A resume is one of the most important tools you can use in your job search. Whether you are new to the work force, in career transition, needing to update your resume, or would like to customize your resume for a particular job, a Career Placement Advisor can assist you. We can provide you with resume-writing tips and one-on-one consultation to help critique your resume.
Target the Employer
Everything in your resume should be directed toward one goal: Getting a specific job at a particular company. No two resumes should be alike. Each one of your resumes should be uniquely targeted to an audience of ONE.
Don't just update your old résumé
- If you haven't been on the job hunt for many years, it can be tempting to simply pull out the last résumé you used, add your most recent accomplishments and send it out. But the document could be many years old, which means the content is likely outdated.
Define Yourself in Terms of Skills and Accomplishments
Focus on the bottom line
- Companies today are looking for ways to reduce expenses and increase efficiencies. When detailing the positions you've held in the past, be sure to mention how you've helped boost a former employer's bottom line. If you worked as an administrative assistant, rather than saying "filed documents" or "answered phones," try something like this: "Identified new office-supplies vendor, resulting in cost savings of 25 percent."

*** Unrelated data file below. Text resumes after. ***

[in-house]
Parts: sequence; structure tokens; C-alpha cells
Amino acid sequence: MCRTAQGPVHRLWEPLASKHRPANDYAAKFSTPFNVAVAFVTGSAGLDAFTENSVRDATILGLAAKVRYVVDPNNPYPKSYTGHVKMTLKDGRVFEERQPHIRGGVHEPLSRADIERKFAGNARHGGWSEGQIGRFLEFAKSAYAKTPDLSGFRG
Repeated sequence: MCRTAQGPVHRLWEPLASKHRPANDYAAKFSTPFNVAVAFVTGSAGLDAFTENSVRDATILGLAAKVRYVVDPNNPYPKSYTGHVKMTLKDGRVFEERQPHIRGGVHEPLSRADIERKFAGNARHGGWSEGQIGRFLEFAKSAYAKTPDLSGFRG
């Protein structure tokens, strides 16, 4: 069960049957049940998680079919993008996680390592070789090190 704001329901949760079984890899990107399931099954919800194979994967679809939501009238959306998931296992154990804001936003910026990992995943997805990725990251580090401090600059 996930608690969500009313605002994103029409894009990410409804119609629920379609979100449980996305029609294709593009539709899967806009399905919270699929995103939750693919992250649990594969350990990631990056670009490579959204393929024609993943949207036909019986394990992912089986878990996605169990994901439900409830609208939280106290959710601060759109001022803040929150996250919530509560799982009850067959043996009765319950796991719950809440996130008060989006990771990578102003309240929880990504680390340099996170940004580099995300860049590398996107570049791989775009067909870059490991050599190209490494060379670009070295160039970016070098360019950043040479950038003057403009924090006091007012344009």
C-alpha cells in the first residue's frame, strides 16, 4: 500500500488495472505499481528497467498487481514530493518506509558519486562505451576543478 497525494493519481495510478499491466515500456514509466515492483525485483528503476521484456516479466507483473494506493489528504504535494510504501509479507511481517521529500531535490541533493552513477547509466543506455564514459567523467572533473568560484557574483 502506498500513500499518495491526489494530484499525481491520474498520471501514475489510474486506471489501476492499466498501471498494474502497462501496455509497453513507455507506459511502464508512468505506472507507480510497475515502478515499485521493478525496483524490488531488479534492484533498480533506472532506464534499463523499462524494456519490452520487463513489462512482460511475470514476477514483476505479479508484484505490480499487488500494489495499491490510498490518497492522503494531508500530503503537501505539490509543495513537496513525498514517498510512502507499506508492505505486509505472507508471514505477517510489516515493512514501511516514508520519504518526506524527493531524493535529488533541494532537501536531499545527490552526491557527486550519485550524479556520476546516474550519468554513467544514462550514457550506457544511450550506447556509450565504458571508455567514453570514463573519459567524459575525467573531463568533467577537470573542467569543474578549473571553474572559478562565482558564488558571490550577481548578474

Consider your form
- Identify a resume style you are comfortable with and best reflects your skill set:
Chronological: This style of resume lists your work experience in chronological order starting with your most recent job. It is ideal if you have stable work history, your most recent position reflects the strongest aspect of your work experience, and the position you are pursuing is in a field in which you have a strong background.
Functional: This resume is created without employment dates or company names and emphasizes your skills and responsibilities without disclosing when or where you developed the skills. It is often used if you have been unemployed for long periods of time, changed jobs frequently, or are changing careers.
Combination/Targeted: This resume neatly combines the flexibility of the functional resume with the chronological job history that employers expect. This style of resume has two primary sections: an experience section organized by skill sets and a job history section organized chronologically. This resume is very popular with many recruiters as it clearly outlines a candidate’s skills and eliminates restating skills that may be reflected under multiple job titles.
Use ACTION VERBS to boost your resume's appeal
- If you want a prospective employer to take notice of your resume, you will need to use words that jump off the paper.
Use a Cover Letter
- The cover letter allows you to address any concerns an employer may have about gaps in your work history. In it, explain how you've kept your skills up-to-date since your last full-time position, whether through temporary assignments, volunteer work or professional development courses.
- Why a Cover Letter?
- Cover Letter Sample
Size up the company and consider delievering your resume in person
- If you've made a ton of phone calls and haven't gotten your foot in the door, try dropping off a resume yourself. Drive to that office. Get your foot in the door. This works best in small to medium companies or family-owned businesses.
- Resumes: The Basics
- Resumes: Know the No-No's
- Keywords: Key to Better Resumes